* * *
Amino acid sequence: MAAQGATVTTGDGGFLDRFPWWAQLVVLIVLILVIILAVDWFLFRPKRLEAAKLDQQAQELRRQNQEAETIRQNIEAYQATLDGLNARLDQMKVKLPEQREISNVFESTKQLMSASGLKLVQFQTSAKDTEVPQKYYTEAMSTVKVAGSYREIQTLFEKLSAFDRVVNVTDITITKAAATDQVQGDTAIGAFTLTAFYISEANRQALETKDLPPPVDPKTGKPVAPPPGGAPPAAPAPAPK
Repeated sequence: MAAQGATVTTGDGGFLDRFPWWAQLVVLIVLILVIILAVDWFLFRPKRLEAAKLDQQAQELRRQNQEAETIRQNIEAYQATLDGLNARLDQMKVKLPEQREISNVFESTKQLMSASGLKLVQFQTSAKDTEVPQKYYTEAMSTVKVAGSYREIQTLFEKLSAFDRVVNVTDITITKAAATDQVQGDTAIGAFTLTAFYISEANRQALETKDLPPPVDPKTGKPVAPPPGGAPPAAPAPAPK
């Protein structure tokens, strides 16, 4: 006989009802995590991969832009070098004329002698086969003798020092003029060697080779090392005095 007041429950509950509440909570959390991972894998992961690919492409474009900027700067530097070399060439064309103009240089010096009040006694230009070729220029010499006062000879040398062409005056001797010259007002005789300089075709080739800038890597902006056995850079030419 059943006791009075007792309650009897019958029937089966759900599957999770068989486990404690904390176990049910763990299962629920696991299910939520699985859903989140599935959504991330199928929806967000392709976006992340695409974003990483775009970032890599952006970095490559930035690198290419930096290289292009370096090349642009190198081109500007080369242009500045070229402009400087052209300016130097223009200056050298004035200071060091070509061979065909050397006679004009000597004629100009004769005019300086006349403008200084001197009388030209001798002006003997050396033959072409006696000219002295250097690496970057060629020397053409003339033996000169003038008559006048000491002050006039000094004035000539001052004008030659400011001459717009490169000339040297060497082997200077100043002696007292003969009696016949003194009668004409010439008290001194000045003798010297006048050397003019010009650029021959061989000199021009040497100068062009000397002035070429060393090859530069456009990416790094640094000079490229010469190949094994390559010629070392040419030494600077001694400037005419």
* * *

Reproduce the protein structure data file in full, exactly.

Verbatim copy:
Amino acid sequence: MAAQGATVTTGDGGFLDRFPWWAQLVVLIVLILVIILAVDWFLFRPKRLEAAKLDQQAQELRRQNQEAETIRQNIEAYQATLDGLNARLDQMKVKLPEQREISNVFESTKQLMSASGLKLVQFQTSAKDTEVPQKYYTEAMSTVKVAGSYREIQTLFEKLSAFDRVVNVTDITITKAAATDQVQGDTAIGAFTLTAFYISEANRQALETKDLPPPVDPKTGKPVAPPPGGAPPAAPAPAPK
Repeated sequence: MAAQGATVTTGDGGFLDRFPWWAQLVVLIVLILVIILAVDWFLFRPKRLEAAKLDQQAQELRRQNQEAETIRQNIEAYQATLDGLNARLDQMKVKLPEQREISNVFESTKQLMSASGLKLVQFQTSAKDTEVPQKYYTEAMSTVKVAGSYREIQTLFEKLSAFDRVVNVTDITITKAAATDQVQGDTAIGAFTLTAFYISEANRQALETKDLPPPVDPKTGKPVAPPPGGAPPAAPAPAPK
């Protein structure tokens, strides 16, 4: 006989009802995590991969832009070098004329002698086969003798020092003029060697080779090392005095 007041429950509950509440909570959390991972894998992961690919492409474009900027700067530097070399060439064309103009240089010096009040006694230009070729220029010499006062000879040398062409005056001797010259007002005789300089075709080739800038890597902006056995850079030419 059943006791009075007792309650009897019958029937089966759900599957999770068989486990404690904390176990049910763990299962629920696991299910939520699985859903989140599935959504991330199928929806967000392709976006992340695409974003990483775009970032890599952006970095490559930035690198290419930096290289292009370096090349642009190198081109500007080369242009500045070229402009400087052209300016130097223009200056050298004035200071060091070509061979065909050397006679004009000597004629100009004769005019300086006349403008200084001197009388030209001798002006003997050396033959072409006696000219002295250097690496970057060629020397053409003339033996000169003038008559006048000491002050006039000094004035000539001052004008030659400011001459717009490169000339040297060497082997200077100043002696007292003969009696016949003194009668004409010439008290001194000045003798010297006048050397003019010009650029021959061989000199021009040497100068062009000397002035070429060393090859530069456009990416790094640094000079490229010469190949094994390559010629070392040419030494600077001694400037005419």